Palestinians living in Gaza have endured severe restrictions on movement and access, imposed by Israel and Egypt after Hamas took control of the Gaza Strip in 2007. Israel and Egypt closed their border crossings, imposing strict and often arbitrary rules on what and who, can enter or leave Gaza. This effectively created an open air prison for two million people. The long-term humanitarian impacts of these restrictions have been devastating: 97% of Gaza’s tap water is contaminated, and many in Gaza have electricity for only a few hours a day.
The long-term humanitarian impacts of these restrictions have been devastating: 97% of Gaza’s tap water is contaminated.
In response to this ongoing humanitarian crisis, Senator Bernie Sanders (VT) offered an important amendment highlighting the human toll of Israel’s sustained blockade of Gaza during consideration of the Fiscal Year 2022 National Defense Authorization Act (FY22 NDAA).
The amendment would require a report on the humanitarian, economic, and psychological impact of the severe restrictions on the movement of goods and people in and out of the Gaza Strip, and potential solutions to the humanitarian crisis. It would also mandate an assessment of the efficacy of the Gaza Reconstruction Mechanism and the feasibility of new internationally-supervised inspection measures.
“The proposed Gaza amendment is a milestone in overdue recognition that unconditional U.S. military and political support for Israel has helped enable the imprisonment and suffering of millions of Palestinians in Gaza during a 14-year Israeli blockade that stands as one of the longest-lasting acts of collective punishment in recent history,” said Raed Jarrar, Advocacy Director for Democracy for the Arab World Now (DAWN). “The Sanders amendment is an important step forward to taking responsibility and seeking solutions for this human-caused crisis, including a long-overdue U.N. monitored border control mechanism.”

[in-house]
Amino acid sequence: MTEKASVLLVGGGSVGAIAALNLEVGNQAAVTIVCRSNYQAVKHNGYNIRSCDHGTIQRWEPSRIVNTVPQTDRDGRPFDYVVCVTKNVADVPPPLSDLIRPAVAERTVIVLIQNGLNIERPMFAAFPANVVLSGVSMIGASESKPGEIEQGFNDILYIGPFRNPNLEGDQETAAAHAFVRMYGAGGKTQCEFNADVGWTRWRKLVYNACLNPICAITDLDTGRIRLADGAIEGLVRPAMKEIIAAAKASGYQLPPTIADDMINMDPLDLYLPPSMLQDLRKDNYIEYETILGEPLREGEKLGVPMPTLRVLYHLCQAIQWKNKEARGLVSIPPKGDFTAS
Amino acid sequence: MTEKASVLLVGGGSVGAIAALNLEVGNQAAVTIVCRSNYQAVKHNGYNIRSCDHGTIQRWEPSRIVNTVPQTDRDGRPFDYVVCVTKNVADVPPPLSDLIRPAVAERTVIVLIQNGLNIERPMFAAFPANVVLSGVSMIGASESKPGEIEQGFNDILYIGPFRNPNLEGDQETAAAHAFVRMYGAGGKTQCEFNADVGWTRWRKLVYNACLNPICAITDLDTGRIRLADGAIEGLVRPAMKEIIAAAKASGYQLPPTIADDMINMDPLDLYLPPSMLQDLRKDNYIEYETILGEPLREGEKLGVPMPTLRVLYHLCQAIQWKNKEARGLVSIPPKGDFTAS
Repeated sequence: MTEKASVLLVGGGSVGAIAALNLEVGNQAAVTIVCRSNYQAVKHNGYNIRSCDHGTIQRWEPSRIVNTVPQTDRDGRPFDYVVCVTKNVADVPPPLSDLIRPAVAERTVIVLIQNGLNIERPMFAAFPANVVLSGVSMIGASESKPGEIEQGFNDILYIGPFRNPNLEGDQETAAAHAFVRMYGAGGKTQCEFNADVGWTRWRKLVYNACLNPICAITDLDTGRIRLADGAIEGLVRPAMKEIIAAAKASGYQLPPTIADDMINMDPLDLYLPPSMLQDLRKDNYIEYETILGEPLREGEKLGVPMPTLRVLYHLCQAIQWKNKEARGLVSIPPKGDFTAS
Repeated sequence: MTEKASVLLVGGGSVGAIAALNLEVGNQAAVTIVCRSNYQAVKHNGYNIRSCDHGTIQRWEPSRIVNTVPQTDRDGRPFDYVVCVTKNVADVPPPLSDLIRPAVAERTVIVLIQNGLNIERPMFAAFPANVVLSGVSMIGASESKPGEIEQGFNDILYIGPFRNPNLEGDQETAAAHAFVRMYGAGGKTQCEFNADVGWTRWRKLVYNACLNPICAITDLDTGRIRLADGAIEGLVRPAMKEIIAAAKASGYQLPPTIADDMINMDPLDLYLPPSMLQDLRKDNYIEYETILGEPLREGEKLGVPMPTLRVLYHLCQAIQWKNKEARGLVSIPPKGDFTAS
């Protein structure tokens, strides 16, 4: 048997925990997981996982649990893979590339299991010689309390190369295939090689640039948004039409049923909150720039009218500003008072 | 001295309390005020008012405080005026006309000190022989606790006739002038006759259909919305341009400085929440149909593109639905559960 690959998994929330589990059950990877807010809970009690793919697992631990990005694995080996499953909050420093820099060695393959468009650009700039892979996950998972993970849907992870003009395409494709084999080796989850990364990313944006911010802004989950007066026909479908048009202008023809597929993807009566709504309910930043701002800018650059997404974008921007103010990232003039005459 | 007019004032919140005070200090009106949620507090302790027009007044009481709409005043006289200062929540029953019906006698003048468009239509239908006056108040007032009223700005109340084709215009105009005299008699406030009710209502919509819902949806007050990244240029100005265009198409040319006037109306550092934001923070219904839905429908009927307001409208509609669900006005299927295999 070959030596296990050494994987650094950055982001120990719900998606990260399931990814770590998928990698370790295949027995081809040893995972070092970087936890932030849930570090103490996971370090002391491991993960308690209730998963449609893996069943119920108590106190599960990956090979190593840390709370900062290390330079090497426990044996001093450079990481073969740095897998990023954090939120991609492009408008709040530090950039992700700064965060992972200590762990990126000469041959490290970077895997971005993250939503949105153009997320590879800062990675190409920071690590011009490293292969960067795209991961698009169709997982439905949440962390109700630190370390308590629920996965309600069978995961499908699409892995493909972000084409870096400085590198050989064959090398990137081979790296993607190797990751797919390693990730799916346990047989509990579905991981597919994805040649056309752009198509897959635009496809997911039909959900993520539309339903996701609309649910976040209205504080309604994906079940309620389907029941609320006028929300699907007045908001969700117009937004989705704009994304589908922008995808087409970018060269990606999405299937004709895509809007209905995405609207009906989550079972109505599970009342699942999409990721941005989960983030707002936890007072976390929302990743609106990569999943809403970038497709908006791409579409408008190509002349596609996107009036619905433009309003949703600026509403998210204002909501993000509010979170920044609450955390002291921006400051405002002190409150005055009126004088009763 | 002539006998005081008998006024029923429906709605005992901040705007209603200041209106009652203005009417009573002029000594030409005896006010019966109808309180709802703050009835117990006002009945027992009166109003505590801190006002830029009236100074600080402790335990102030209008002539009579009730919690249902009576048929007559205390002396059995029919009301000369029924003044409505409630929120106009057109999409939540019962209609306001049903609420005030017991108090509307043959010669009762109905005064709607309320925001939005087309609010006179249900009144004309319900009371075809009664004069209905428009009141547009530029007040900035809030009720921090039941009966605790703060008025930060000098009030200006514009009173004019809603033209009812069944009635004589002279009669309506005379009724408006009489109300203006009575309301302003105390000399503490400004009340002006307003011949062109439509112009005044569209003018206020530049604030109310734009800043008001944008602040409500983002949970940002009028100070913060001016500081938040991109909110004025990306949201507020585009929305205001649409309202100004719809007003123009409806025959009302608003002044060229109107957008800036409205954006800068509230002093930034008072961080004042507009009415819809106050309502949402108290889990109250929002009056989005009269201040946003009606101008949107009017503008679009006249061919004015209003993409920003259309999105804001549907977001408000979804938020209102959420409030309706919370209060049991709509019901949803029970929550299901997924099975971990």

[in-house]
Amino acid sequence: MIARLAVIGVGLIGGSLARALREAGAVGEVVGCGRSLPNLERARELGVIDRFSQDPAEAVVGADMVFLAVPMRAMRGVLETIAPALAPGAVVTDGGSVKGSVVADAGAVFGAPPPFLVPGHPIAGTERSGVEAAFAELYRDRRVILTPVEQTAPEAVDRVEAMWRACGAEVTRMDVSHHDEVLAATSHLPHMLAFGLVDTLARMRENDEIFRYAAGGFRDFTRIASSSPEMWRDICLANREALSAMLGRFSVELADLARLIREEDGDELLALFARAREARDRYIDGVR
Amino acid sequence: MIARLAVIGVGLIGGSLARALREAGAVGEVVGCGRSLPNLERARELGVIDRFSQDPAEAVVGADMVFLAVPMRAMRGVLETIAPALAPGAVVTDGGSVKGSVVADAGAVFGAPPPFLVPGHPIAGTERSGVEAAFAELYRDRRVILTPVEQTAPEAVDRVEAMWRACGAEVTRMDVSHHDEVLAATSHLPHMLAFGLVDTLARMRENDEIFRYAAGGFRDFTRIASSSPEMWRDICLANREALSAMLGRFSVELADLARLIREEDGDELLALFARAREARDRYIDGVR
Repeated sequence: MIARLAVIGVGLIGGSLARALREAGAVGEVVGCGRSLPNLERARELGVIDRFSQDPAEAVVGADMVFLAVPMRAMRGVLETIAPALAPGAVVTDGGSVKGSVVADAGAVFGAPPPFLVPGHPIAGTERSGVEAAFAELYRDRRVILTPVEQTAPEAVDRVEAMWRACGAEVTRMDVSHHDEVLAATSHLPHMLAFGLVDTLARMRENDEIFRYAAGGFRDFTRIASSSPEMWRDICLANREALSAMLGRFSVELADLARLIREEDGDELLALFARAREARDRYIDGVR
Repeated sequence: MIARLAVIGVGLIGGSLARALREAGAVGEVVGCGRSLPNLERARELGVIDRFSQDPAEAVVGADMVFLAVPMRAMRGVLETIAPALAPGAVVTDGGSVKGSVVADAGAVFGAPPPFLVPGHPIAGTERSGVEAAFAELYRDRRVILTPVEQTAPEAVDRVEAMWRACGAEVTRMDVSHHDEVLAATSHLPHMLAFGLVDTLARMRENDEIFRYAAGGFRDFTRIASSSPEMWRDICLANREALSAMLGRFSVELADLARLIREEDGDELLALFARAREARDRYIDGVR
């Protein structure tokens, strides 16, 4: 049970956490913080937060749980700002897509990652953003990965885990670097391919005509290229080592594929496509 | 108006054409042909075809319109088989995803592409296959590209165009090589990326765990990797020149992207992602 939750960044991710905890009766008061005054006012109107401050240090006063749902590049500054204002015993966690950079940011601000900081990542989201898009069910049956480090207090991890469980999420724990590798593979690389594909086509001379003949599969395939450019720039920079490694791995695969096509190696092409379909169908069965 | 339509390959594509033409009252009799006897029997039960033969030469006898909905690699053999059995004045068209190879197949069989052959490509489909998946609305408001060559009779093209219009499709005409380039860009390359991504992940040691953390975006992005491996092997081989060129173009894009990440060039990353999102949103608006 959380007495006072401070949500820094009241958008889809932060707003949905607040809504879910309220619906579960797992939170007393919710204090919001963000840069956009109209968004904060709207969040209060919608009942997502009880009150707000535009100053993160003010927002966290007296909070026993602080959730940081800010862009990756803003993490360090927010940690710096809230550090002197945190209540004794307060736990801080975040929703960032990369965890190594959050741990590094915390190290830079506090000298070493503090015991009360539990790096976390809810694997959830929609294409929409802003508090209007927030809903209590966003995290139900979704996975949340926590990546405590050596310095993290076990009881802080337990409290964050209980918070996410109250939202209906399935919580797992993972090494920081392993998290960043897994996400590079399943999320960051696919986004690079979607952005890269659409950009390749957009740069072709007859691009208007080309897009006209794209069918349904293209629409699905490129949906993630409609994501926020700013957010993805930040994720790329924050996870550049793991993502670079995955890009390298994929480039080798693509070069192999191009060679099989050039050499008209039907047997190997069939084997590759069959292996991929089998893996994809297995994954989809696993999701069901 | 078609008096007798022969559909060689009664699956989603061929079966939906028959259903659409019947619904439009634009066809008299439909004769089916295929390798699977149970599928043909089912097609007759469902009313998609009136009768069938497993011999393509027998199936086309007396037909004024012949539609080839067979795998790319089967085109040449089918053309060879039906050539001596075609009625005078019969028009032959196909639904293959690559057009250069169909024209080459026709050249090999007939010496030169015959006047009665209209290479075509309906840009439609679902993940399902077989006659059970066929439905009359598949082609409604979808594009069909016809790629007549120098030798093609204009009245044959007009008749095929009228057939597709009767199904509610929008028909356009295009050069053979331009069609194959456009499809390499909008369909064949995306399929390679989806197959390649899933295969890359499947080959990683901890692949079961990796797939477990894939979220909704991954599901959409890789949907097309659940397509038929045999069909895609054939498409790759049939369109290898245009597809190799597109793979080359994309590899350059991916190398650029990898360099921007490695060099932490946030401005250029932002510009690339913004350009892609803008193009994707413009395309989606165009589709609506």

Introduction of this amendment to the FY22 NDAA comes at a critical time for Palestinians in Gaza. The Israeli bombings of Gaza earlier this year resulted in hundreds of civilian deaths and injuries, including dozens of children. They caused significant damage to housing and infrastructure that still has not been repaired because of draconian restrictions on ports of entry.
The amendment would require a report on the humanitarian, economic, and psychological impact of the severe restrictions on the movement of goods and people in and out of the Gaza Strip.
The targeting of homes, roads, streets, sewer lines, and rainwater drainage has led to massive physical destruction and a desperate humanitarian crisis, exacerbating an already dire situation. The lack of reconstruction in advance of the winter months has intensified human suffering, as many homes that were destroyed during repeated attacks on Gaza have not yet been rebuilt. Not until the end of August did Israel begin allowing the entry of construction materials, industrial equipment, and electrical supplies into Gaza for recovery efforts, and many necessary supplies, such as concrete and water pipes, remain blocked.
“The 14-year Israeli siege of Gaza has created immense suffering for millions of Palestinians and fueled endless cycles of violence,” said Hassan El-Tayyab, FCNL’s legislative director for Middle East policy. “We urge the Senate to adopt this important amendment and support a new international agreement on movement and access for Gaza that lifts the siege, ends the humanitarian crisis, sustains a durable ceasefire, and helps bring about long-term peace between Israelis and Palestinians.”
In support of the Sanders amendment, the FCNL and DAWN organized a coalition letter signed by more than 70 national organizations. This diverse coalition was made up of Muslim, Jewish, and Christian organizations representing of millions of Americans, including American Muslims for Palestine, U.S. Council of Muslim Organizations, J Street, IfNotNow, National Council of Churches and Churches for Middle East Peace. The letter was also signed by human rights groups such as Amnesty International USA and Human Rights Watch; political and grassroots organizations including MoveOn and the Working Families Party; and humanitarian organizations such as Oxfam America and the Norwegian Refugee Council. It received national coverage in Politico and Jewish Currents.